The panel component creates a container for settings that control the visibility of one, or several, components of HTML snippets in an application. For example, a panel can allow only management to view additional form fields and exclude the option for non-management personnel. The panel component is often used with the Hide-Show Component action, which can be assigned to a panel's Before Show event where you specify the condition of when the panel should be shown or hidden.
A panel component can contain any CodeCharge Studio components of a form that are supported by that form. For example, if a panel is added to a CodeCharge Studio form such as grid or record it can contain only form specific components (the Include Page cannot be placed inside the Panel). For a panel to work correctly, it is necessary that the panel does not contain structural elements of other components, such as component sections identified as blocks within the HTML. For example, when using a grid form, the Row and AltRow blocks of the grid are structural and therefore cannot be included into a panel.
From the control access point of view the panel component is transparent. Panels can be considered non-existing when programming visibility of child components. For example, let's assume the following page structure:
Page1 Grid1 Label1 Grid2 Panel1 Label1
The following code is used to specify values of Label1 (PHP):
//Grid1 before show row $Grid1->Label1->SetValue('new value'); //End of Grid1 before show row //Grid2 before show row $Grid2->Label1->SetValue('new value'); //End of Grid2 before show row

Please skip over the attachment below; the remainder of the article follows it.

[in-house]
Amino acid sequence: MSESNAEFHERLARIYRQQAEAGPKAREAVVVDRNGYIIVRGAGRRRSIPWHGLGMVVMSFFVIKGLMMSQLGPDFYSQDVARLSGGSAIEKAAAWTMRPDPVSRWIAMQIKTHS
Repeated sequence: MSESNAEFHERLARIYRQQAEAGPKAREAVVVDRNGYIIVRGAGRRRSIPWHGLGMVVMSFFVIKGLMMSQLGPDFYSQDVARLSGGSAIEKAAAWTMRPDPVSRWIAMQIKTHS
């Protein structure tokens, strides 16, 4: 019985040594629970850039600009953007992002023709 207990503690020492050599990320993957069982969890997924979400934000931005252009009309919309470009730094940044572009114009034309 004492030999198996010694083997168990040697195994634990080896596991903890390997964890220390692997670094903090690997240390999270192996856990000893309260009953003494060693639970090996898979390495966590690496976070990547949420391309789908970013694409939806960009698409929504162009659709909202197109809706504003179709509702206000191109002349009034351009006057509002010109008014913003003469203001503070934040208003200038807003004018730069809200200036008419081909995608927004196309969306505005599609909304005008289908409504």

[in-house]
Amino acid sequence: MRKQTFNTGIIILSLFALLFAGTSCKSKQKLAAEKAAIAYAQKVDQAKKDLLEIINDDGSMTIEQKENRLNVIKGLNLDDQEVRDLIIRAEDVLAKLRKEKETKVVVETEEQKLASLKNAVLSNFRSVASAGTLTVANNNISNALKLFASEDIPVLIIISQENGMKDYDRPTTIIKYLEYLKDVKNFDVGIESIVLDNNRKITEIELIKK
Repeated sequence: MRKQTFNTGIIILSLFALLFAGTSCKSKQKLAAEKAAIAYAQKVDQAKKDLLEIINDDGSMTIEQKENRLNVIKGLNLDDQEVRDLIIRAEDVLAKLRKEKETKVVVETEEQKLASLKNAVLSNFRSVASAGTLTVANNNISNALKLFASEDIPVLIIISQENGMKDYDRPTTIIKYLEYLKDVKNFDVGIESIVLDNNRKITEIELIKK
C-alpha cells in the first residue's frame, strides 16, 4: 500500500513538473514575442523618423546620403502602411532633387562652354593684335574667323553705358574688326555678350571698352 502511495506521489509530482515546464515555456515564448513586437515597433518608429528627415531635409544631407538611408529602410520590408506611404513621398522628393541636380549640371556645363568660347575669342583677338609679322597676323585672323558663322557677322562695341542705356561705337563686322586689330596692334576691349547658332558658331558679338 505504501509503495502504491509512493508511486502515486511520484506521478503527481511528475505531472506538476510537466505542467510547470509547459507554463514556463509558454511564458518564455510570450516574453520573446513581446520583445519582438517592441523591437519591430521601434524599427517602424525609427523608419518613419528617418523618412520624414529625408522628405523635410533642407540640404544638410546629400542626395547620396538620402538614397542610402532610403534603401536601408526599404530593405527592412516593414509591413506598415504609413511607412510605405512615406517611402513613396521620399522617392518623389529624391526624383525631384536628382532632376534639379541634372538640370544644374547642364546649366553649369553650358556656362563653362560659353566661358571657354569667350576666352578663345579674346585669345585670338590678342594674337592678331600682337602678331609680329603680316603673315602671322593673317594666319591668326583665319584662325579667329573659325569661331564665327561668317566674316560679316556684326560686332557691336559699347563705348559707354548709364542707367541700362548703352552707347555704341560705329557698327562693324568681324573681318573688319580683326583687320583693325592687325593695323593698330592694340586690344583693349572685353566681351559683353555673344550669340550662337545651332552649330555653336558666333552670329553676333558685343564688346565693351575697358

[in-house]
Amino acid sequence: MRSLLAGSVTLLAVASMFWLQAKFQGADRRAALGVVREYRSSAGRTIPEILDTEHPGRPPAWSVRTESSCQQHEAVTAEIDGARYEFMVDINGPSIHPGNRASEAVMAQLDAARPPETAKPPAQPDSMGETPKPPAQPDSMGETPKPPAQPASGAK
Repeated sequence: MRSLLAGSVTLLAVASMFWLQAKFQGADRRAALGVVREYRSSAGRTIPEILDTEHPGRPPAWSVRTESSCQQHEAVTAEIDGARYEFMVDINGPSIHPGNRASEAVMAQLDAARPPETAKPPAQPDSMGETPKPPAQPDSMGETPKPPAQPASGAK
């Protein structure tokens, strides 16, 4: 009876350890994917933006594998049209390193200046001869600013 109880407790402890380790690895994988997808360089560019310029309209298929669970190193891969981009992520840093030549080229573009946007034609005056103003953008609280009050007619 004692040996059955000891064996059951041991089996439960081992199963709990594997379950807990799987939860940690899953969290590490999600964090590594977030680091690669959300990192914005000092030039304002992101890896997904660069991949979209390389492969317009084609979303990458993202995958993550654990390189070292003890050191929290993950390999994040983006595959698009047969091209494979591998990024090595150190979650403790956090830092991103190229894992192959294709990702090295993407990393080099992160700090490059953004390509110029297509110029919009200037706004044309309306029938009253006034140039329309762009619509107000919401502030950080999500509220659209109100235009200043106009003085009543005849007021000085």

You may notice the panel's transparency allows for panels to be easily removed or added to pages without any code adjustments.
Many CodeCharge Studio components provide the Visible property that can hide components. Setting this property value to "Dynamic" hides the component programmatically by extending its block definition within the HTML. The Visible property is a viable and simplified solution that allows users to hide components without using panels, however, this method has the following disadvantages:
The panel component was introduced to overcome the limits of the Visible property of individual components. A panel can contain any number of CodeCharge Studio controls and components that can be hidden/shown simultaneously. Since the panel is a visual component, its boundaries are visible in the Design mode. The panel can be easily added from the Toolbox like any other component. When placed on a page, panels are displayed in the Project Explorer with all components contained within the Panel.
Values of hidden controls are set to NULL when saving the data, whether controls are hidden directly or via a panel. For example, you may create a record form with certain updateable fields hidden conditionally. When a user submits the form, the Web browser will not submit the non-existing fields. As the result the form that is updated will not receive those control values and will set them to NULL.
Alternative solutions will be considered for future versions of CodeCharge Studio.